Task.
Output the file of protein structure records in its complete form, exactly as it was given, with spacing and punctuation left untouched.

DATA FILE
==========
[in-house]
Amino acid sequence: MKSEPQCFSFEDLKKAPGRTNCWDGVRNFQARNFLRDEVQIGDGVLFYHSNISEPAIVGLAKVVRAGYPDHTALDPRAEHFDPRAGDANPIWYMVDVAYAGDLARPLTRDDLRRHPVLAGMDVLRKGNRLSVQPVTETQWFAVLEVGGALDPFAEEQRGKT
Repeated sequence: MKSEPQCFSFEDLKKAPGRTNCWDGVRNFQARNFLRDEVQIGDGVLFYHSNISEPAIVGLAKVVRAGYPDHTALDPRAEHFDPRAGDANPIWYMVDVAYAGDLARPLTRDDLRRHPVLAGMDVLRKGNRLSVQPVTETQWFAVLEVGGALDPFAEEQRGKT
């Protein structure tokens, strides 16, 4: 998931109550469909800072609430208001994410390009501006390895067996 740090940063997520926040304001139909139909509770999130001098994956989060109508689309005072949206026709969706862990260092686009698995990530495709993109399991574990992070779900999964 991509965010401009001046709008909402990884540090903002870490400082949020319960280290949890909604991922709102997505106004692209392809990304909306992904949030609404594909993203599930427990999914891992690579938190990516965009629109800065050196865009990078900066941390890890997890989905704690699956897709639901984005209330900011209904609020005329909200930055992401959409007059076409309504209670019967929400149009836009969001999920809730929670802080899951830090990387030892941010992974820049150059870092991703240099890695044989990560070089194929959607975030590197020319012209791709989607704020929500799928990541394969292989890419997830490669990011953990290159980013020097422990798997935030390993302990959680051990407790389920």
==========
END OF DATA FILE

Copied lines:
[in-house]
Amino acid sequence: MKSEPQCFSFEDLKKAPGRTNCWDGVRNFQARNFLRDEVQIGDGVLFYHSNISEPAIVGLAKVVRAGYPDHTALDPRAEHFDPRAGDANPIWYMVDVAYAGDLARPLTRDDLRRHPVLAGMDVLRKGNRLSVQPVTETQWFAVLEVGGALDPFAEEQRGKT
Repeated sequence: MKSEPQCFSFEDLKKAPGRTNCWDGVRNFQARNFLRDEVQIGDGVLFYHSNISEPAIVGLAKVVRAGYPDHTALDPRAEHFDPRAGDANPIWYMVDVAYAGDLARPLTRDDLRRHPVLAGMDVLRKGNRLSVQPVTETQWFAVLEVGGALDPFAEEQRGKT
């Protein structure tokens, strides 16, 4: 998931109550469909800072609430208001994410390009501006390895067996 740090940063997520926040304001139909139909509770999130001098994956989060109508689309005072949206026709969706862990260092686009698995990530495709993109399991574990992070779900999964 991509965010401009001046709008909402990884540090903002870490400082949020319960280290949890909604991922709102997505106004692209392809990304909306992904949030609404594909993203599930427990999914891992690579938190990516965009629109800065050196865009990078900066941390890890997890989905704690699956897709639901984005209330900011209904609020005329909200930055992401959409007059076409309504209670019967929400149009836009969001999920809730929670802080899951830090990387030892941010992974820049150059870092991703240099890695044989990560070089194929959607975030590197020319012209791709989607704020929500799928990541394969292989890419997830490669990011953990290159980013020097422990798997935030390993302990959680051990407790389920």